Its founder did not plan to hand over responsibility for managing the chain to another organization at some point in the future. She had to start from scratch and learn by herself Adding value to livestock diversity what works and what does not. Tiviski’s owners have a deeper commitment, and need, to making the chain work than (say) the staff of an NGO, a development project or research institution. If the chain works, Tiviski prospers; if it fails, it will go bust. There is no outside donor ready to extend funding for another five years; if it wants to invest, Tiviski must apply for loans at commercial rates (though the dairy did receive an initial loan from a development agency early in its history).
The Mauritania case also illustrates how hard it is to build local-level institutions. Tiviski encourages its suppliers to form interest groups or cooperatives. Paradoxical though it may seem, this would be in Tiviski’s interest: strong local groups of suppliers would be negotiating partners on subjects such as prices and quality, and would ease activities such as organizing, payments, quality control and extension work. But efforts to organize such groups have failed, for similar reasons to those in Mongolia: the independent, mobile lifestyle of the pastoralists.
In the eighth case, Somalia, the milk marketing system was established by local women without outside involvement. Like Tiviski, they have a built-in commitment to making the chain function. Outsiders have tried to improve the marketing system by building infrastructure and providing equipment. This had met with only limited success, however: a dairy established by outsiders operates only part-time because it is poorly integrated with the local system. Nevertheless, it is difficult to see how this admirable local system can be improved further without an injection of outside capital and expertise in appropriate ways.
Building pastoralist institutions. As mentioned above, it is particularly difficult to build viable institutions in pastoralist societies, home to many local livestock breeds. The obstacles are formidable: lack of infrastructure and communication facilities, an absence of support services, vast distances, sparse populations, limited education, restrictions on women, a mobile lifestyle, an independent existence, suspicion of outsiders.
Of course, pastoralists have their own organizational structures, often based on kinship
ties, with rules that may be unique to particular societies. The Somalia case illustrates this:
the dominant institutional structure is the clan, which restricts sales of milk. It is only the women, who are outside the clan structure, who are able to circumvent these rules and create the marketing system. We may conjecture that similar restrictions apply in other pastoralist societies. Any attempt to develop niche markets for pastoralists’ products must take these characteristics into account.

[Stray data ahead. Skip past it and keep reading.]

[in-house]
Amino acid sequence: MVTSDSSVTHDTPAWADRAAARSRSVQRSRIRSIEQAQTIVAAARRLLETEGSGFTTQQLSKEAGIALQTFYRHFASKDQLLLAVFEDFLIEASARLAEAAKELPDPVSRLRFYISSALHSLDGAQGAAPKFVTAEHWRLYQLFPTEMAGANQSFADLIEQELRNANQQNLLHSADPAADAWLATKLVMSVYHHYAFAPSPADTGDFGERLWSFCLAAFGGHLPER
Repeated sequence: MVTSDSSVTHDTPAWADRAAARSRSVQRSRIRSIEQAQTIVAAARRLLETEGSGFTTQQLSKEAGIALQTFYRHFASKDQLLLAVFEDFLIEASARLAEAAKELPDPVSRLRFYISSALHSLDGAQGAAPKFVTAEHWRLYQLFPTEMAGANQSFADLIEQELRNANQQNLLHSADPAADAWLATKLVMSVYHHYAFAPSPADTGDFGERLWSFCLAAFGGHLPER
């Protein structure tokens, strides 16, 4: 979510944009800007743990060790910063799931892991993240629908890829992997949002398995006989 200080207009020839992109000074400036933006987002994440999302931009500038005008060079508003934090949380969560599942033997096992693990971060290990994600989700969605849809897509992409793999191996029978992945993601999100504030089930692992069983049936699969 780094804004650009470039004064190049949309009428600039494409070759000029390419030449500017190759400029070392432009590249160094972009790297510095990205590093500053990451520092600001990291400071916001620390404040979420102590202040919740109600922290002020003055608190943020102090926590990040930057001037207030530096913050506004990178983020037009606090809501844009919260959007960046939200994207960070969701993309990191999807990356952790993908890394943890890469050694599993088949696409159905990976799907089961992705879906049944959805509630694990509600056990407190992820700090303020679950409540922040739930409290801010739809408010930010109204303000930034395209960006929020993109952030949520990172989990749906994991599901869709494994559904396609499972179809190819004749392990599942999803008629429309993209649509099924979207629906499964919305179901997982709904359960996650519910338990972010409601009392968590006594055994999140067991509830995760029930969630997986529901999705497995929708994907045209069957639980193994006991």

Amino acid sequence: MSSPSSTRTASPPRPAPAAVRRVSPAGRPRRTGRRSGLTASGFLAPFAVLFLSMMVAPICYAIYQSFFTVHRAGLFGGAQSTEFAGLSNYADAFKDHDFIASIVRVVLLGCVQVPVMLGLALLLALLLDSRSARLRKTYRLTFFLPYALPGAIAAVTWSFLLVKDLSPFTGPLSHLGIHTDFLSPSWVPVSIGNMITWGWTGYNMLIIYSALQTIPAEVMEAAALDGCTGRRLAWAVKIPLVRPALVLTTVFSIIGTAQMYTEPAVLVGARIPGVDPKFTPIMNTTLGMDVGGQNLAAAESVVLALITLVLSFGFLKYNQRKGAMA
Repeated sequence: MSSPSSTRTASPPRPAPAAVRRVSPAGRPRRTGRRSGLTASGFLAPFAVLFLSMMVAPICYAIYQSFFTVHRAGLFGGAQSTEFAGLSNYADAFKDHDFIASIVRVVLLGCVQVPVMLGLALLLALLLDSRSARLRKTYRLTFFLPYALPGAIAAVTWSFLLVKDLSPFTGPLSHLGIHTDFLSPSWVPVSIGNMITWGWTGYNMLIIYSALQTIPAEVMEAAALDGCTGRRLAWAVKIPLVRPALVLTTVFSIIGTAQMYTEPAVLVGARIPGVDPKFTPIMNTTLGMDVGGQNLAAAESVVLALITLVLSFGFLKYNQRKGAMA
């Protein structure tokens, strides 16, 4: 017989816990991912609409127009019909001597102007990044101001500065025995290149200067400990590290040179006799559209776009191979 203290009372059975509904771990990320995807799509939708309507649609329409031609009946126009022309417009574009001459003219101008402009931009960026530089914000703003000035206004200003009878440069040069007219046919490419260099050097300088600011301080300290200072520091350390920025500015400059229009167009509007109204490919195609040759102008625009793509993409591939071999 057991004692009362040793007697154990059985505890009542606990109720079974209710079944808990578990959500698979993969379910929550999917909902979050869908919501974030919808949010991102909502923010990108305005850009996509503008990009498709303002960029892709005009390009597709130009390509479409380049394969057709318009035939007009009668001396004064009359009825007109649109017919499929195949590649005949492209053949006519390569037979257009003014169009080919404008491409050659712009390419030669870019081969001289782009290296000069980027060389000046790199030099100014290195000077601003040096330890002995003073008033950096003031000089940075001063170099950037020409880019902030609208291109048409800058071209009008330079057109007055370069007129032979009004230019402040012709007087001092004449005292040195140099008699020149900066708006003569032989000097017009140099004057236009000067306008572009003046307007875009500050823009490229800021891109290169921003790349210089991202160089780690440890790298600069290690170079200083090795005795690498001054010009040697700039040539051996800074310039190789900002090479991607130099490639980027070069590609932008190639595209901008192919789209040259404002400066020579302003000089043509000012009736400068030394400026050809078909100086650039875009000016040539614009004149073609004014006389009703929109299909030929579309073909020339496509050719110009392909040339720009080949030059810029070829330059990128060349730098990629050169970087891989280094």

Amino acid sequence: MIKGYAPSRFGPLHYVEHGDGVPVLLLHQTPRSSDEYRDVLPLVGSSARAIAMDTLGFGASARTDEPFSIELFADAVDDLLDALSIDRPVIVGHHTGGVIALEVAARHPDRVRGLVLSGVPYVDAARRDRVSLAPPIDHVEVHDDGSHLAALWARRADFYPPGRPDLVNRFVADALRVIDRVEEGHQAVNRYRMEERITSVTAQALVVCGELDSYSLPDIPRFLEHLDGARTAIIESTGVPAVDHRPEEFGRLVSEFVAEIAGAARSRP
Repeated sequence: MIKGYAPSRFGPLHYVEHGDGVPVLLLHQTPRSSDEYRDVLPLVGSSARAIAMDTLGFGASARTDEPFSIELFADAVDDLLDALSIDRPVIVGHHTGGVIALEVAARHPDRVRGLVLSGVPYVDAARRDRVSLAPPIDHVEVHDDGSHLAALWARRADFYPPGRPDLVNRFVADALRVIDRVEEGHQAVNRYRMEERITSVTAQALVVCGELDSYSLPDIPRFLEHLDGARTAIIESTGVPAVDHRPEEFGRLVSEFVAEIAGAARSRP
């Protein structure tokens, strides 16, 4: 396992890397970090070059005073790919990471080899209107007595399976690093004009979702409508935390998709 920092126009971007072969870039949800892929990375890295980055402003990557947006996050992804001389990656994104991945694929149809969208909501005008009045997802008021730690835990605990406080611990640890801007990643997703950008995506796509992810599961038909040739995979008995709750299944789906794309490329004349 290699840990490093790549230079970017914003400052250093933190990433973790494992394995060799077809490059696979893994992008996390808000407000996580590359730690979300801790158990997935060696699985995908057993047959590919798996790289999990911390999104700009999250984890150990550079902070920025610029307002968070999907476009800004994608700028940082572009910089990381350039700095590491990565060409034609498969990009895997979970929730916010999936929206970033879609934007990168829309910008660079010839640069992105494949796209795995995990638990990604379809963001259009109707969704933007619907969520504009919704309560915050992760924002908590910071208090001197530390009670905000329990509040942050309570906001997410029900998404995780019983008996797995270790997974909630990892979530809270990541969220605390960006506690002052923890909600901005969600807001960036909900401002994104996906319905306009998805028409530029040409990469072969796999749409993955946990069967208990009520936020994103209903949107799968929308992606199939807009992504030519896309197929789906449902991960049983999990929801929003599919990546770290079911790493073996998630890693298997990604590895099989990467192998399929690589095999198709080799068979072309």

EXTERNAL INFLUENCESWe now turn to two external influences on the eight cases: culture and government policy.
Caste. In India, only certain castes normally keep sheep or are engaged in activities such as slaughtering and tanning.
Mobility. Many livestock keepers have a pastoralist or transhumant lifestyle because their environment requires it: to feed their animals, they must take them where the grazing is, either up a mountain, or to a patch of land where it has rained recently.
This mobility makes it difficult to organize various types of production and marketing activities.
Independence. Perhaps because of this mobility, livestock keepers are often more independent than (say) crop farmers. Unlike farmers, they have the option of moving elsewhere if they do not feel they are benefiting from an activity. Often in conflict over scarce resources, they find it difficult to cooperate with people from rival clans.
And after years of pressure from governments to settle down and grow crops, they are often justifiably suspicious of well-meaning outsiders.
Marketing efforts link communities to the outside world, so inevitably induce cultural changes. They may undermine the livestock keepers’ culture, for example by empowering women (which outsiders usually see as a positive change), trivializing traditional products in order to please tourists, opening contacts with a consumer society, or encouraging mobile herders to settle in one place.
Sometimes the changes can reinforce the local culture, for example, by increasing the awareness and pride of local people and outsiders in their cultural values (including the local breeds), empowering local people to press for their interests, encouraging them to rediscover lost skills or reviving traditional handicrafts.
But perhaps the most important effect is to enable livestock keepers to generate a reliable income, allowing them to carry on their livelihoods. They are not forced to give up livestock keeping and move to the cities in search of employment.